Analysis of Capacitive Proximity Sensing as Basis for Human Vehicle Interfaces
People spend a lot of time in vehicles. Driving involves risks that are mitigated by passive and active safety systems. Active safety systems prevent accidents from happening in the first place. Human machine interfaces (HMI) are needed to monitor the driver's behavior and capture driver's input. This presents challenges based on environmental, vehicle interior, and user characteristics. Vehicles are directly exposed to the environment. Sensors have to cope with both rapid light changes and complete darkness. Vehicle interiors contain geometries that obscure parts of the human body. Sensors that require a line of sight may therefore be at a disadvantage. Sensor positioning is also limited by vehicle geometry. Sensors that require additional mounting impact the design and result in an obtrusive system. Systems that can be integrated invisibly into existing vehicle structures are less obtrusive and have less impact on the design. Parts of the user must also be monitored in free air, which makes contact-based scanning systems unsuitable. Some sensor systems are capable of monitoring the entire body, but still have to deal with the requirements of vehicle users. People will wear different clothing or glasses. User monitoring must be enabled regardless of this condition. People are also becoming sensitive to their personal data. This can be crucial for the acceptance of systems. Systems must also comply with regulations such as "Privacy by Design" which is required in the European Union. Privacy must therefore be preserved. I argue that capacitive proximity sensors are capable of dealing with the above challenges. Due to the physical principle, illumination changes are not an issue, and they can sense through insulators. Capacitive proximity sensors (CAPS) can therefore be used in existing vehicle structures, both in close proximity and without contact with the object to be monitored. In addition, they are often said to maintain privacy. Based on the challenges and capabilities of CAPS, three research questions emerge: BL RQ1: How can we use existing vehicle structures to enhance or substitute vehicular HMI using CAPS? BL RQ2: How can we use existing vehicle structures to provide new ways of human computer interaction using CAPS? BL RQ3: Can CAPS contribute to the acceptance of vehicular HMI with regard to privacy concerns? To find evidence to support these research questions, I focused on systems that help users drive safely. Cameras are commonly used in HMI. Because they require line of sight, affect interior design, and capture data that creates privacy concerns, they may not be the best choice. CAPS are therefore an opportunity to change the modality. Several applications are developed that provide evidence that the use of CAPS is beneficial for vehicle HMI. Each application is developed following a common process with the goal of meaningful uses. Each application is based on accident statistics and related research, so that real-world problems are addressed. This entails analysis of driving issues, prototype implementations of sensor topologies, and algorithms for attention monitoring, child monitoring, authentication, and gesture recognition in vehicles. One will additionally receive best practices for CAPS data labeling, which is crucial for supervised learning methods that are considered helpful. Privacy compliant behavior is analyzed in this thesis. Vehicle HMI are therefore analyzed with regard to privacy concerns and regulations. The user's data protection perspective is also captured in a survey. This is necessary to find indications that CAPS is not only an alternative from a technical point of view. It is also an alternative that could be in the user's favor.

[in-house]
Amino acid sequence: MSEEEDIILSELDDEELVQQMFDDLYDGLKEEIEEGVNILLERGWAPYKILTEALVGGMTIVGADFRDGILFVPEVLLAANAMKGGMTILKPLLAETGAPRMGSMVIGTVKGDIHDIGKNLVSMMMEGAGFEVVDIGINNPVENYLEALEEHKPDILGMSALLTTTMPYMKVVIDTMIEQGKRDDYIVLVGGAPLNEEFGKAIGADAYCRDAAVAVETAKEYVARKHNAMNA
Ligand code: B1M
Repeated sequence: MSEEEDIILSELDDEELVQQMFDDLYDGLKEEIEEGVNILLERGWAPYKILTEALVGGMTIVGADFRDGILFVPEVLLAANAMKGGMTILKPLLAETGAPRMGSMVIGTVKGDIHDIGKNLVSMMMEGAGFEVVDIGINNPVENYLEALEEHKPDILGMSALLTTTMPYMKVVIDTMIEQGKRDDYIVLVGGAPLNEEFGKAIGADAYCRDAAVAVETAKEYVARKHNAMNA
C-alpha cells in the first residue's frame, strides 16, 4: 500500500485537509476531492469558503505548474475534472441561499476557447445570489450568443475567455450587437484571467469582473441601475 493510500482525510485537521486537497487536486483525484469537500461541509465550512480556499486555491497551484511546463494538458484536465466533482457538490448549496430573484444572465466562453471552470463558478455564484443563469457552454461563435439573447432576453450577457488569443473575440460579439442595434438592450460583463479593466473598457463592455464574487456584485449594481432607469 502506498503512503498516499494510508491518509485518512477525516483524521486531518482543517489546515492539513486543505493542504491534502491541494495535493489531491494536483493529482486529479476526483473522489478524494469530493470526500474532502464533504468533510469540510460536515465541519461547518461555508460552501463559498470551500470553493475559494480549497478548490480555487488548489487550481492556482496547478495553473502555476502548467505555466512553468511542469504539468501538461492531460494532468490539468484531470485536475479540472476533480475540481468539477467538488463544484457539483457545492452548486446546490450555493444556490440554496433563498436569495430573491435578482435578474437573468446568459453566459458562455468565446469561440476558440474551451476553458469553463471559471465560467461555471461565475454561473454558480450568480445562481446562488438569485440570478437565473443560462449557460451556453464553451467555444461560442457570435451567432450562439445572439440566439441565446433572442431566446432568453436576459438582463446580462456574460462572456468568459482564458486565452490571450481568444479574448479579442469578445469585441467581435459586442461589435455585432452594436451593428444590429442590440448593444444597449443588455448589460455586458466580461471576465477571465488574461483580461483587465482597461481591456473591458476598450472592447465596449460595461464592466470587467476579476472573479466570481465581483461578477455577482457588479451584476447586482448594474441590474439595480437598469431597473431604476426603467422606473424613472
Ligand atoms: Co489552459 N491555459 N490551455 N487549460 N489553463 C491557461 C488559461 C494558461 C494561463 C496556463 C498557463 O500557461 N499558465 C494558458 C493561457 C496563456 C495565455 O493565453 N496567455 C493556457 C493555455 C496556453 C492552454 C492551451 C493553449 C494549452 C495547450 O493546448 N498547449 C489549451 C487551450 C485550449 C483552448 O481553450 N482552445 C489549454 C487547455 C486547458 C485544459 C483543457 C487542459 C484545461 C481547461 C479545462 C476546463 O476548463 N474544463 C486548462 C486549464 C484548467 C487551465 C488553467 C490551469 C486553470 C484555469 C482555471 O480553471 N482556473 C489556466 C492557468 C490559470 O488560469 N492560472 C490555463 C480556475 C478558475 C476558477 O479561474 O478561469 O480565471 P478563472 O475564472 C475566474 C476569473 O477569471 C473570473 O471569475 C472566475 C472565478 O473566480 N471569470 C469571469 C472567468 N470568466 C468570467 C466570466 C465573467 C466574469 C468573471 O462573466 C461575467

Darmstadt, TU, Diss., 2021